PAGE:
George Bailey has been given a second chance. After suffering a heart attack, he is given the heart of a 19-year-old donor who's family wishes to remain anonymous. George leaves the hospital, ready to carry on with his life, but quickly realizes that things are not the same. Suddenly he is able to make love to his wife like he's 19. He relates better to his daughter with her ambitions to save the planet, and he is becoming more like a friend than a father to his son. George can't imagine this being a bad thing, but suddenly his life begins to fall apart.
George's wife, Lara, suddenly finds that living with her husband is more like living with a teenager. Frustrated with being the only parent with any sense, Lara suggests spending some time apart. George moves back in with his own parents, and deja vu settles in. He's living under his parents roof, he's drinking like it's the old days, and he has absolutely no idea who he really is.
George sets out to find the family of his anonymous donor in the hopes that he will be able to come to terms with his new life and hopefully be able to return to his old one. In the process George learns to be grateful for the gift that he's been given, and he begins to appreciate how satisfying adulthood can be.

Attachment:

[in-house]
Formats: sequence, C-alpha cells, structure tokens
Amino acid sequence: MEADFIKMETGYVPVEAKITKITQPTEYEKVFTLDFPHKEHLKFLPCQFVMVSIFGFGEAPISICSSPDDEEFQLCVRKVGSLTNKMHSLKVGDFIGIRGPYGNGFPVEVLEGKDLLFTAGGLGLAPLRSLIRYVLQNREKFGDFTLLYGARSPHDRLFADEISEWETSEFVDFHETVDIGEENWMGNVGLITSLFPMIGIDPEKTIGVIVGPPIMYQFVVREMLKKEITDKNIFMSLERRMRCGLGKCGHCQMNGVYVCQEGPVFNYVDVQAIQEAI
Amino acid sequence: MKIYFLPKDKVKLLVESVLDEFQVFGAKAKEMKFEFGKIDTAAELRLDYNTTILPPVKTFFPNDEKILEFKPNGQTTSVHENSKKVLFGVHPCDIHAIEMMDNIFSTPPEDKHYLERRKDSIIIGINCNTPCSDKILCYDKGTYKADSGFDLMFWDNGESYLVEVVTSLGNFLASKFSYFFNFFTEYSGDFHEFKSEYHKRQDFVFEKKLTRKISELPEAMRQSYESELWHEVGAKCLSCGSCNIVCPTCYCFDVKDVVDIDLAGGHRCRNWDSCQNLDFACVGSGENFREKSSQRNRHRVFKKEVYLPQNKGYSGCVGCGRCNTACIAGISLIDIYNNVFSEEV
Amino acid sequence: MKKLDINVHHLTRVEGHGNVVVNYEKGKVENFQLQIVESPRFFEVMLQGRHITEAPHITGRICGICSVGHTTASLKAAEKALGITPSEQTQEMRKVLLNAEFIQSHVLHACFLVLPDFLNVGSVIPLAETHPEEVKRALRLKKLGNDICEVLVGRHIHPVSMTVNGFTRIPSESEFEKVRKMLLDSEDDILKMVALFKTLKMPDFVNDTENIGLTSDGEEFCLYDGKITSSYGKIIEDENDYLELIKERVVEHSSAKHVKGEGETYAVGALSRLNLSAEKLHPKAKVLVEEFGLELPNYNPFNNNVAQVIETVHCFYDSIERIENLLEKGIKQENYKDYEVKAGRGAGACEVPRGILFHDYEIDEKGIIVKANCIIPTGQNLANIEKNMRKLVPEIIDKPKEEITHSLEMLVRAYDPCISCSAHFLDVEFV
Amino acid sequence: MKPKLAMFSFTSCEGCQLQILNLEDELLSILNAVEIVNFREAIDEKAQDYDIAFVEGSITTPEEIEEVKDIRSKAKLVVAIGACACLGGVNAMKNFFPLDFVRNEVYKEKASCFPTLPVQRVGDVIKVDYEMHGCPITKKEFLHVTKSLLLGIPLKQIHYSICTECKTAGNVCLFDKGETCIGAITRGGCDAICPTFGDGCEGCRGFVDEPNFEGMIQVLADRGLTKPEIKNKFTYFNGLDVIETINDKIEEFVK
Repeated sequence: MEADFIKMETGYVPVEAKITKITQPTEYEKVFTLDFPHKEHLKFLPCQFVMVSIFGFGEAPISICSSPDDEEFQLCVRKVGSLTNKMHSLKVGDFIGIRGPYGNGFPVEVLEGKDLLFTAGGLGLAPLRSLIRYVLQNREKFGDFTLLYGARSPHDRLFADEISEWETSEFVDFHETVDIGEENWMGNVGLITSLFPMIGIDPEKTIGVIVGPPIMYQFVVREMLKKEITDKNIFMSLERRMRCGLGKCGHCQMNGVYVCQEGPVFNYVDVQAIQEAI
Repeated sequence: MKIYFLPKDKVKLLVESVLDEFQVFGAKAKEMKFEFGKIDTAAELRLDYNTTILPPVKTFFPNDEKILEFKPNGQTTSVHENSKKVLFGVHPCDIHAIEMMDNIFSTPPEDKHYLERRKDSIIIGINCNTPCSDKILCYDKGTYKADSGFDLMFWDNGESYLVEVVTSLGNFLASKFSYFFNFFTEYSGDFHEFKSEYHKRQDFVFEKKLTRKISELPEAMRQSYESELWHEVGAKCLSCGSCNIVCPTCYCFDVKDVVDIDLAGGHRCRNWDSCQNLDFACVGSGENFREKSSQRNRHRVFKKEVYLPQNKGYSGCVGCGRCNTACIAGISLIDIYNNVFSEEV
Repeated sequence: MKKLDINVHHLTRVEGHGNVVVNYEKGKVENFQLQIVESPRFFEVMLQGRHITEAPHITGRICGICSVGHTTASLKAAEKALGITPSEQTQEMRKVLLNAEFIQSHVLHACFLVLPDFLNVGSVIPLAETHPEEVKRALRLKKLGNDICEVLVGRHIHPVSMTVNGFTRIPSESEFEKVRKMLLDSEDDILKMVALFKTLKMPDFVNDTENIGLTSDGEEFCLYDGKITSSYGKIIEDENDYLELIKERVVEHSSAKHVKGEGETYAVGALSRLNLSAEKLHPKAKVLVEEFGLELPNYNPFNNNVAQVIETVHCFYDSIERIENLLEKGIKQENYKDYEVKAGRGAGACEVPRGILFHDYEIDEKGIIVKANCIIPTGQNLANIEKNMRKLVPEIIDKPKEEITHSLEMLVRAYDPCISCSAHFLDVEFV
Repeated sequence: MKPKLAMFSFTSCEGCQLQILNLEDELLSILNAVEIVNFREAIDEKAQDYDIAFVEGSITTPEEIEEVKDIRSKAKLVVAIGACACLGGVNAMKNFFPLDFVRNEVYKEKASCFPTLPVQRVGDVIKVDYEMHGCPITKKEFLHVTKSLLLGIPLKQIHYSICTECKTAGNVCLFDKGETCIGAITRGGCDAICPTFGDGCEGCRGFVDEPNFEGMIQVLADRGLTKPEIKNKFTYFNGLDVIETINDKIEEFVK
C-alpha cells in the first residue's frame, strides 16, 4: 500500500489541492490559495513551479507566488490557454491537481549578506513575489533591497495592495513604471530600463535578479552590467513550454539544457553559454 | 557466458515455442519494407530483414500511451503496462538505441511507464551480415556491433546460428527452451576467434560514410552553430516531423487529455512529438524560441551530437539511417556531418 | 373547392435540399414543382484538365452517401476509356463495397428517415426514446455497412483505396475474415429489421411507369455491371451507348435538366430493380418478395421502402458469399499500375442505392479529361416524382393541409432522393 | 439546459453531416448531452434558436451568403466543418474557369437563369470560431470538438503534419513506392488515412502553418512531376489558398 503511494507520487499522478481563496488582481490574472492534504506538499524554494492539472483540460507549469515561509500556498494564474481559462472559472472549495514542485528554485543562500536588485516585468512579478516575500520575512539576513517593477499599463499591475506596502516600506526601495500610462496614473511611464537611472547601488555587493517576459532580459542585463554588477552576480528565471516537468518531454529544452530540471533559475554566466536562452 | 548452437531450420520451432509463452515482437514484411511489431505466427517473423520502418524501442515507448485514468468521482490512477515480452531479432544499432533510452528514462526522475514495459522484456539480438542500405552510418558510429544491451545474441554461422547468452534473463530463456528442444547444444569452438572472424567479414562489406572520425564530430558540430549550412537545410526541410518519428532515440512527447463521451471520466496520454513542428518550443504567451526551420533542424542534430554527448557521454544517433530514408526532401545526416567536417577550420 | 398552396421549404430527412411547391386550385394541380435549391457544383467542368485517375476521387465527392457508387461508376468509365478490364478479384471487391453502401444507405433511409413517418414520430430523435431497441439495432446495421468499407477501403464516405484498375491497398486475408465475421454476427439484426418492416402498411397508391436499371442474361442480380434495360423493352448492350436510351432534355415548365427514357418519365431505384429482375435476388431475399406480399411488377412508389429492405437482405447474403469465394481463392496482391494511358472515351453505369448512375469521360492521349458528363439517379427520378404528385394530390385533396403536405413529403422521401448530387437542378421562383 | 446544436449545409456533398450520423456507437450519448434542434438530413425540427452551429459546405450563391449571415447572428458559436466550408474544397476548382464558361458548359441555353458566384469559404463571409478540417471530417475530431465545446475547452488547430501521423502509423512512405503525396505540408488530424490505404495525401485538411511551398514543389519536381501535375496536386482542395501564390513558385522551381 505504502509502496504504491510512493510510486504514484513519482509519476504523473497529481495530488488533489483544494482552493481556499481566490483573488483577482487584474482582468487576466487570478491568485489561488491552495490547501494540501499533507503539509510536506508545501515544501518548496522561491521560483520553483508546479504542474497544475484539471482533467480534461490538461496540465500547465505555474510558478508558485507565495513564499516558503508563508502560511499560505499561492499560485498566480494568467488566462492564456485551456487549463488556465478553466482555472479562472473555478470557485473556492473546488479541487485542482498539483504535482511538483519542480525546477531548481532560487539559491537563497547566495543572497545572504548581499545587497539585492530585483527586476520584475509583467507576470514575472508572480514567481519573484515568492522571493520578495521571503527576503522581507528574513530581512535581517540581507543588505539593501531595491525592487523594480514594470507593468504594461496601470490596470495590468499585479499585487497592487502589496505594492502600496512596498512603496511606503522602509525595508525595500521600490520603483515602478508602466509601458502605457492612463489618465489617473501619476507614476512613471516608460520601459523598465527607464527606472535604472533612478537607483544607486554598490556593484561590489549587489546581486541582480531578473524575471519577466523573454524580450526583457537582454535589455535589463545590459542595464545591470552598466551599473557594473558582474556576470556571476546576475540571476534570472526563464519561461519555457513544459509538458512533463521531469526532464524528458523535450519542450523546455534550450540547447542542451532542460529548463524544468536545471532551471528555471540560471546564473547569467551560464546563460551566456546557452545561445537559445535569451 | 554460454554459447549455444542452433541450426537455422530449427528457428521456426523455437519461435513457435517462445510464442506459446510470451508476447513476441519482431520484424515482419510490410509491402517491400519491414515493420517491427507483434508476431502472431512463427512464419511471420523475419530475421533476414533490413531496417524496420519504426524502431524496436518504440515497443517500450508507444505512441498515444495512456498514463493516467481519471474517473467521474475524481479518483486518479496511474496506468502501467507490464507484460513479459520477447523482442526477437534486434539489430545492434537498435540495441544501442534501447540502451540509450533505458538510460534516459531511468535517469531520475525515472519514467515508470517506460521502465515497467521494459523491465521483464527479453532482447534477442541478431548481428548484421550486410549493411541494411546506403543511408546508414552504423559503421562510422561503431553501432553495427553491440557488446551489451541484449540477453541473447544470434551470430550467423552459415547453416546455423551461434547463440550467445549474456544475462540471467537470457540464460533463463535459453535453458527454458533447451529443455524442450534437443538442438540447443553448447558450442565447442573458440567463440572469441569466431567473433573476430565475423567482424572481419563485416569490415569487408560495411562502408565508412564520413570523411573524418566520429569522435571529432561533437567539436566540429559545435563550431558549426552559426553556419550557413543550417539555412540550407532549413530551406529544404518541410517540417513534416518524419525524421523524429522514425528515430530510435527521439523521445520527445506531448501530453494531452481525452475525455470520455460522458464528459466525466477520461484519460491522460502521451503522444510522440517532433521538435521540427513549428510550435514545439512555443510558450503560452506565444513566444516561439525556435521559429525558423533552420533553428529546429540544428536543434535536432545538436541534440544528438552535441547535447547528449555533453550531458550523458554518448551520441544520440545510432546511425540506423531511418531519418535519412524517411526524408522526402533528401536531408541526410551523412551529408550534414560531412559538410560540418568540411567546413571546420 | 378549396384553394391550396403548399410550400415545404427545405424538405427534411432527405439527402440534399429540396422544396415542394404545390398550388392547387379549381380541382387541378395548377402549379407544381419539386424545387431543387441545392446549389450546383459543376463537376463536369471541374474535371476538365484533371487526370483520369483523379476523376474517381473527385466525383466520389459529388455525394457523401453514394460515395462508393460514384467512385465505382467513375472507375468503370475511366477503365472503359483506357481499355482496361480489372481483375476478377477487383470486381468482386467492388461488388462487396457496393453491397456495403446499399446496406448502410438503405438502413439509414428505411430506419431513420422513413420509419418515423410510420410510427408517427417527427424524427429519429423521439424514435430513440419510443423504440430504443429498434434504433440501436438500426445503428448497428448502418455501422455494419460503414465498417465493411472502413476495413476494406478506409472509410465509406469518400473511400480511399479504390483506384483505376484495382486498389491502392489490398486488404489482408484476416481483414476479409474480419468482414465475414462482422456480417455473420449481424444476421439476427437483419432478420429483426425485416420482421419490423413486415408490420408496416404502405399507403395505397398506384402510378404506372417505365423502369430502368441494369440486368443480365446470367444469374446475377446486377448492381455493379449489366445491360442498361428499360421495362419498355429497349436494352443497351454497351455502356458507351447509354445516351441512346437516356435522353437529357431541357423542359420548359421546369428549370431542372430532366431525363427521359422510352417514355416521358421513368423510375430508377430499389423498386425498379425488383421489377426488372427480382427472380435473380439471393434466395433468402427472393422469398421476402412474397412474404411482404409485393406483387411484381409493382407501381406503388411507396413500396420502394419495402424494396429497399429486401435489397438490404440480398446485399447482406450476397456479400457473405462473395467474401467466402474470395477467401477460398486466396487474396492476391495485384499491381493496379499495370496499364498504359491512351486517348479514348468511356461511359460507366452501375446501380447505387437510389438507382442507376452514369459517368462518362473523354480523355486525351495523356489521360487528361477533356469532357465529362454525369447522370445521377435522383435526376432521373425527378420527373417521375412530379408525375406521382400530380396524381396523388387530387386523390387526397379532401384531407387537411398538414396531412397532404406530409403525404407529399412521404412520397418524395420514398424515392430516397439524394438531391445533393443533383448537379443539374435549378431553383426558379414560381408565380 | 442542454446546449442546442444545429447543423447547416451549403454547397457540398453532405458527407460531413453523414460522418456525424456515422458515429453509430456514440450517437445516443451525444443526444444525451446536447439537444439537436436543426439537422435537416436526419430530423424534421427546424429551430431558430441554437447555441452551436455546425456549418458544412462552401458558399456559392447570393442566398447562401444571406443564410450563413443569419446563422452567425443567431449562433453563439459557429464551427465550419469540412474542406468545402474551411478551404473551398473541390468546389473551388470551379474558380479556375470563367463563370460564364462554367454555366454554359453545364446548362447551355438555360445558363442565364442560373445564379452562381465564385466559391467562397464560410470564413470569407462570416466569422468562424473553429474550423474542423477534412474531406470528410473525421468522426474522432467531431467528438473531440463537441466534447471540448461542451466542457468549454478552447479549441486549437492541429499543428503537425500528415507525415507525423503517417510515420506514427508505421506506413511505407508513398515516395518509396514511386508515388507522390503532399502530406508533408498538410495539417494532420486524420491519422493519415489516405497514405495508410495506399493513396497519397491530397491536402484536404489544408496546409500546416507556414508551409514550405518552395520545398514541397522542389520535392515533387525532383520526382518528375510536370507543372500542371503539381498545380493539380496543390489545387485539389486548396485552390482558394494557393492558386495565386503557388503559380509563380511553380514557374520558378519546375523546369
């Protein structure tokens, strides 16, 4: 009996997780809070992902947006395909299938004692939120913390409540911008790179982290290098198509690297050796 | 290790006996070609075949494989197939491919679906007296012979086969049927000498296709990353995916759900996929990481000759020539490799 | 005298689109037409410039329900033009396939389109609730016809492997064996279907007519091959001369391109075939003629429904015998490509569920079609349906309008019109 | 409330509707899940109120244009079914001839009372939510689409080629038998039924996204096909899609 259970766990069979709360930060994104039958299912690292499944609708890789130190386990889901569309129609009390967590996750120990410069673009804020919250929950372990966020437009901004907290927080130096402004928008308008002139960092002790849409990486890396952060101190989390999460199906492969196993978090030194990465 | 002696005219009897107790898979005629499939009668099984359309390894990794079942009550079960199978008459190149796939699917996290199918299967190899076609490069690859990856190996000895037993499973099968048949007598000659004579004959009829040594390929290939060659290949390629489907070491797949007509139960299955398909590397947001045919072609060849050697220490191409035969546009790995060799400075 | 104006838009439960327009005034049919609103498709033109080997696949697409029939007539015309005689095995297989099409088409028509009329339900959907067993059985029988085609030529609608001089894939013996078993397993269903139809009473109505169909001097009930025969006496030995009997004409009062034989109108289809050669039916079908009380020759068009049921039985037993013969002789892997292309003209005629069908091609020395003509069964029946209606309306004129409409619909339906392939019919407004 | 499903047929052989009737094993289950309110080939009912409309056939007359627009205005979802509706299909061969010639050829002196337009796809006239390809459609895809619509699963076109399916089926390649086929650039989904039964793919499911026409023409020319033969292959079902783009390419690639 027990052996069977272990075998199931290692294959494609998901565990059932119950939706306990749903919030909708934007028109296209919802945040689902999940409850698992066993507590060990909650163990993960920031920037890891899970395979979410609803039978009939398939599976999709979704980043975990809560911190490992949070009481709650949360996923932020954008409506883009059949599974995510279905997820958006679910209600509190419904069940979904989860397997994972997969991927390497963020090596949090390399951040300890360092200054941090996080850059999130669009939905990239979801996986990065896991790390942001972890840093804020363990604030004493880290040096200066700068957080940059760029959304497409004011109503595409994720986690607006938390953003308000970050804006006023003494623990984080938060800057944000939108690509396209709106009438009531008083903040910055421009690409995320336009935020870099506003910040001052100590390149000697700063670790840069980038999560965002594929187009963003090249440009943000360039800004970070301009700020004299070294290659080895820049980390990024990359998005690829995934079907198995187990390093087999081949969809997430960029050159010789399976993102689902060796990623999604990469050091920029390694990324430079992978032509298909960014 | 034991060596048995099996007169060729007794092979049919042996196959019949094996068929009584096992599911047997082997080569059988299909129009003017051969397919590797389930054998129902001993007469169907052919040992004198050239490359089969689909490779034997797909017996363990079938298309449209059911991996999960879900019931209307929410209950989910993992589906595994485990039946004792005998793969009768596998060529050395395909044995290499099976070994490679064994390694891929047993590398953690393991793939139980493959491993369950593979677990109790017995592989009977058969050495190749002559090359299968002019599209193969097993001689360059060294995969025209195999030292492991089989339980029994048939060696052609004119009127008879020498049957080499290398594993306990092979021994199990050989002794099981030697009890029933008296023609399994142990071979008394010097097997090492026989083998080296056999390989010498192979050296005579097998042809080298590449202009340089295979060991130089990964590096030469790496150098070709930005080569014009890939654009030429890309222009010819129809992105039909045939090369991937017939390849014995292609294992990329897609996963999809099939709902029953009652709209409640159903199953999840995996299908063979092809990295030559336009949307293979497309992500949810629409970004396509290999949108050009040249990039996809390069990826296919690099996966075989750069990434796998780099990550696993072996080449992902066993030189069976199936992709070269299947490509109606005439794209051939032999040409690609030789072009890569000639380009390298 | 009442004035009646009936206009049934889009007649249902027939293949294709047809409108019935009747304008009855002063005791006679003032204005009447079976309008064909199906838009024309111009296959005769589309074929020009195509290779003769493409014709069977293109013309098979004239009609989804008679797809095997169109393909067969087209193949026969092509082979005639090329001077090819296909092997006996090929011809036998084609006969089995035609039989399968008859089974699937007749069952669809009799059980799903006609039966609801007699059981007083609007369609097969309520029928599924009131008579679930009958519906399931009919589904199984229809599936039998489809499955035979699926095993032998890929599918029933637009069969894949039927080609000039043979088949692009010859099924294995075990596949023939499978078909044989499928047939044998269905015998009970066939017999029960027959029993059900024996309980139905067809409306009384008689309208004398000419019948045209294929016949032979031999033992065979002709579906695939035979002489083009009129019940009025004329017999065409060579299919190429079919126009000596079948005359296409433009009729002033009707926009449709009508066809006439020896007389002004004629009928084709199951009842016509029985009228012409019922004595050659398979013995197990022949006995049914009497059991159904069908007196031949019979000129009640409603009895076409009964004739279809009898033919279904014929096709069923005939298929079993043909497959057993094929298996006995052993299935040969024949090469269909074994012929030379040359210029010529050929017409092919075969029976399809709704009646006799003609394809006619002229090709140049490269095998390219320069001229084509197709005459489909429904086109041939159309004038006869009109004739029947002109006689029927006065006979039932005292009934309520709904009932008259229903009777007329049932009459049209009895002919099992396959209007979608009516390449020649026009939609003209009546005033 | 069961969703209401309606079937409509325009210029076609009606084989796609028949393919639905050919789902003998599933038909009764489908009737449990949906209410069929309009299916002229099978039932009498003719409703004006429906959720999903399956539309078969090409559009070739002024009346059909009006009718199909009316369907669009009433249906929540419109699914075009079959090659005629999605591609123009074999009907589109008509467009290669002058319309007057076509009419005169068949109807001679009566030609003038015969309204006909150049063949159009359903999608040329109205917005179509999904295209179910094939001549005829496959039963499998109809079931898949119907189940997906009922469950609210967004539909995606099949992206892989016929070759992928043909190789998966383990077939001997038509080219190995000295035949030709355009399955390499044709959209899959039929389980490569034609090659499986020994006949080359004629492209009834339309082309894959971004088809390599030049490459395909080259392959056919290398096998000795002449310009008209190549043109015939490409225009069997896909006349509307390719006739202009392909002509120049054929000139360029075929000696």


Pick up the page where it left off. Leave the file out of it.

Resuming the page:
This was a wonderful book, based on the theory of cellular memory, that organs retain some of the memories of their "original owners", even when transplanted. It went beyond that, though, and it also touched on the beauty of the gift of life, as well as appreciation for all of the things that make us adults. I thoroughly enjoyed Starting Over, and since Tony Parsons is a new-to-me author, I'll be checking out some of his previous works. Parsons creates characters that are easy to relate to, and who you'll be rooting for the whole way through.